Bacterial aggregates of Neisseria meningitidis flow inside blood vessels like a honey-like viscous liquid
Daria Bonazzi (Institut Pasteur, Paris)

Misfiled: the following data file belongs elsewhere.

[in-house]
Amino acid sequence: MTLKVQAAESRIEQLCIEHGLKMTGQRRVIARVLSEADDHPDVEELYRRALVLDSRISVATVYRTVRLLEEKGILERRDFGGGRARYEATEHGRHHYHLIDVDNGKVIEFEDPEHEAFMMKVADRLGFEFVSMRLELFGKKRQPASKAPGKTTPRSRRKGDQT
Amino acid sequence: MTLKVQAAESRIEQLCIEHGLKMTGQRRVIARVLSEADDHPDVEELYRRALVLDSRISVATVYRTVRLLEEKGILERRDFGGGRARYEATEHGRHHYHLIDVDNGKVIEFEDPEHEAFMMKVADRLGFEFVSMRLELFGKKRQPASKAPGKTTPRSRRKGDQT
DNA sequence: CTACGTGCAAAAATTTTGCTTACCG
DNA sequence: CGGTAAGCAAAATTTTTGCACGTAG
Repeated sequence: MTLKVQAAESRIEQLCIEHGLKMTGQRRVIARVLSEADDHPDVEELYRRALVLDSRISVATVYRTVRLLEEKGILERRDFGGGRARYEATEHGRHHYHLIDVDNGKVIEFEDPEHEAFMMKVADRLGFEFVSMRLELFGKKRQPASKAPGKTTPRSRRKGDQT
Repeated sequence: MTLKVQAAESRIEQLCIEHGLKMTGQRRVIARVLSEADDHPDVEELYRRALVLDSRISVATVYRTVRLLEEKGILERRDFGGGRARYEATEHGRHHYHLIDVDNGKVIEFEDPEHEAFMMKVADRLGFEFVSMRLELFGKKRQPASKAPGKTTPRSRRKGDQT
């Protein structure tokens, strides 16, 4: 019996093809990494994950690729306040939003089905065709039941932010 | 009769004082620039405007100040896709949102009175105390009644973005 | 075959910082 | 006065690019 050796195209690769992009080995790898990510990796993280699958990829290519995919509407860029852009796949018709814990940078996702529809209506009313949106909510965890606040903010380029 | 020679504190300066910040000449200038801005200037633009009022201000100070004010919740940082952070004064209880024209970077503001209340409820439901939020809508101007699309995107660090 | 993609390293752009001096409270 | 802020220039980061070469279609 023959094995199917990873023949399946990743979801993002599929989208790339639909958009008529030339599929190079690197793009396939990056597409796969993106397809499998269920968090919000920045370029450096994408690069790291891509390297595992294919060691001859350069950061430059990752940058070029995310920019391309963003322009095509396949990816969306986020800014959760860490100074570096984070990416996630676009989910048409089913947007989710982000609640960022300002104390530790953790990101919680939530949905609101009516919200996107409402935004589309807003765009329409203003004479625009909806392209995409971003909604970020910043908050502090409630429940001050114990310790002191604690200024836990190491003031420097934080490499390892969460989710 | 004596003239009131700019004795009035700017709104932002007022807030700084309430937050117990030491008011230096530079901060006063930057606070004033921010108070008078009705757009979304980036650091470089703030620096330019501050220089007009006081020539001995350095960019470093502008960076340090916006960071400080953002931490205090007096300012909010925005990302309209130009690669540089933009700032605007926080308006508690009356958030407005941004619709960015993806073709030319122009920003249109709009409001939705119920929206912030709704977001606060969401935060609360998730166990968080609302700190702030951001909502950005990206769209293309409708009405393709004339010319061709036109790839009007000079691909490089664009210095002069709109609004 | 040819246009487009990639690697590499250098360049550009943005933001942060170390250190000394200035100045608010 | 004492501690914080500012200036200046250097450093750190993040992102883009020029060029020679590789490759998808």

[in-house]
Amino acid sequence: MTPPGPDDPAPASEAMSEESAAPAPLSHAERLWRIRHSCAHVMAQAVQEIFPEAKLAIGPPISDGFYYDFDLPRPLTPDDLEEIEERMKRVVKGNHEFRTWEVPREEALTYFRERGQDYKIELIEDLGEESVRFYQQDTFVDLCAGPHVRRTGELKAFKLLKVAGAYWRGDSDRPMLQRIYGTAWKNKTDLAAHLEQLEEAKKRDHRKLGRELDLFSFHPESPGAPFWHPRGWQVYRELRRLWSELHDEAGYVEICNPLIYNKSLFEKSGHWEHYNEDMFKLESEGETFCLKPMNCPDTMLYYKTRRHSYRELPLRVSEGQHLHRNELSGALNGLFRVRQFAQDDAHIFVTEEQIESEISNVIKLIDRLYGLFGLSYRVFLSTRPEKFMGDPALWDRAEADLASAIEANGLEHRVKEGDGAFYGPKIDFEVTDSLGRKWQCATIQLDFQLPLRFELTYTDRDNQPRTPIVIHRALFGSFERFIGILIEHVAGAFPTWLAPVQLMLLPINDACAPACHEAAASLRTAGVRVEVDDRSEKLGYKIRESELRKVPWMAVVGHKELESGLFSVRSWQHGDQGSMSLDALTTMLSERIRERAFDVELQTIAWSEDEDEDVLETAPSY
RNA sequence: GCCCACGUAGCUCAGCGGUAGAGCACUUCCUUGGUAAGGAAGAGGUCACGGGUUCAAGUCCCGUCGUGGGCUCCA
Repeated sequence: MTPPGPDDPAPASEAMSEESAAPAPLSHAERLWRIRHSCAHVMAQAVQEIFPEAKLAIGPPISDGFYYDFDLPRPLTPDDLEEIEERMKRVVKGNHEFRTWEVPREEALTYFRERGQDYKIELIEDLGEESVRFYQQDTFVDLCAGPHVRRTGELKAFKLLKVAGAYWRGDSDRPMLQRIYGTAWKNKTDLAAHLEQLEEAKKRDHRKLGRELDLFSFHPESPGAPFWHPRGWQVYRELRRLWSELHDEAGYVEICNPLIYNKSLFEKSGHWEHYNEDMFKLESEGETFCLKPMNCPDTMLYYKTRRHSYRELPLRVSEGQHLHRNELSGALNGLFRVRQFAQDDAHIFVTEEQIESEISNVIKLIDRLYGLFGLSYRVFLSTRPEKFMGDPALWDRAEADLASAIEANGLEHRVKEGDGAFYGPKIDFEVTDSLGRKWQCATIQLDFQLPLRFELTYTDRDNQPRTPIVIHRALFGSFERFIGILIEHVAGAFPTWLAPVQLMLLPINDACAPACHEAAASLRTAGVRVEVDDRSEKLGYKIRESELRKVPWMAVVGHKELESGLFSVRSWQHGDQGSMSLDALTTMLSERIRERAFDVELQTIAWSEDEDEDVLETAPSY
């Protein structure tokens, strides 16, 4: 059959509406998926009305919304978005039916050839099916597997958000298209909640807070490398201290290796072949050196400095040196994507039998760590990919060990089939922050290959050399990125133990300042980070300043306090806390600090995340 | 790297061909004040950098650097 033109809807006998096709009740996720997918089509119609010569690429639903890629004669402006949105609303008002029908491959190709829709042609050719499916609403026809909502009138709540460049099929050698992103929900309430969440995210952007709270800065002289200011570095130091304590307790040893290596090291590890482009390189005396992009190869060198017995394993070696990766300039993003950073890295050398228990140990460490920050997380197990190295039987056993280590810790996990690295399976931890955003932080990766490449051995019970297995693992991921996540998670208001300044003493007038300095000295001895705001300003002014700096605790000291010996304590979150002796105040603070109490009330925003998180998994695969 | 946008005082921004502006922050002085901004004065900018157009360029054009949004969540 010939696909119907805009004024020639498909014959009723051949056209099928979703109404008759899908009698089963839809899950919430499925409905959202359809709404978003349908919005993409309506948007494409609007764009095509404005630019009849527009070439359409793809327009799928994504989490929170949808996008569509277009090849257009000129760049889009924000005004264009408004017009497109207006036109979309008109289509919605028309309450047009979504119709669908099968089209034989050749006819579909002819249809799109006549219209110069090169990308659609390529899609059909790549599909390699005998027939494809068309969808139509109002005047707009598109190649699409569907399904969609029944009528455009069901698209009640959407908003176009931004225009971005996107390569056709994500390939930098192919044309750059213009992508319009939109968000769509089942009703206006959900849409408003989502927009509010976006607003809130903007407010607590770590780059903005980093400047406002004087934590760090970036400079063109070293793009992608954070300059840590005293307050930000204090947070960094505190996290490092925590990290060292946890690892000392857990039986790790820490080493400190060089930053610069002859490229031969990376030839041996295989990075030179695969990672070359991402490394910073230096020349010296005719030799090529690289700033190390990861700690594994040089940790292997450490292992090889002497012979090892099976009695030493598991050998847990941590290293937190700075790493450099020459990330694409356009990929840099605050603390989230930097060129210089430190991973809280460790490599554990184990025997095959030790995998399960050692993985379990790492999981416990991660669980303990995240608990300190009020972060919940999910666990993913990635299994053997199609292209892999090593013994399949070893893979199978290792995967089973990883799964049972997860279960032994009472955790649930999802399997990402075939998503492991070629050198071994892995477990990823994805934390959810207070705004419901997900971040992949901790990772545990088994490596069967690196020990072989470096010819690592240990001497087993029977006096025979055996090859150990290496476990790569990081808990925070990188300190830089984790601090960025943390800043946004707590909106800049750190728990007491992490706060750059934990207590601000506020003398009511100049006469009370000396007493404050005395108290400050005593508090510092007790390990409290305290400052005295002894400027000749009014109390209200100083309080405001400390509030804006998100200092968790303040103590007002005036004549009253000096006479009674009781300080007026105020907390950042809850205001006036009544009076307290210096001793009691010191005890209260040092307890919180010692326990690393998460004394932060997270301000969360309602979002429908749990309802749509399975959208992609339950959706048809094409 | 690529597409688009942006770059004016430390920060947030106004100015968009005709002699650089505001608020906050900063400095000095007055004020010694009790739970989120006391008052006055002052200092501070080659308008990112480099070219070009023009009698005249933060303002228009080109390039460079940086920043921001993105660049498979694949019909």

During human meningococcal infections, bacteria accumulate and finally fill up blood vessels, causing severe diseases such as septicaemia and meningitis. However, the mechanisms governing formation of bacterial aggregates and their impact on infection remained elusive. In this multidisciplinary work we unravel that aggregates of Neisseria meningitidis behave as a viscous liquid similar to honey. This is due to type-IV pili, long adhesive filaments which are constantly extending and retracting at the bacterial surface. By these means, bacteria can find each other and transiently come into contact. Aggregation is therefore based on an intermittent process of attraction between bacteria, and gives rise to a new type of active material. Importantly, the unique physical properties of meningococcal aggregates allow them to gradually adapt to the complex geometry of the vascular network. As a consequence, these physical properties are essential for the progression of infection.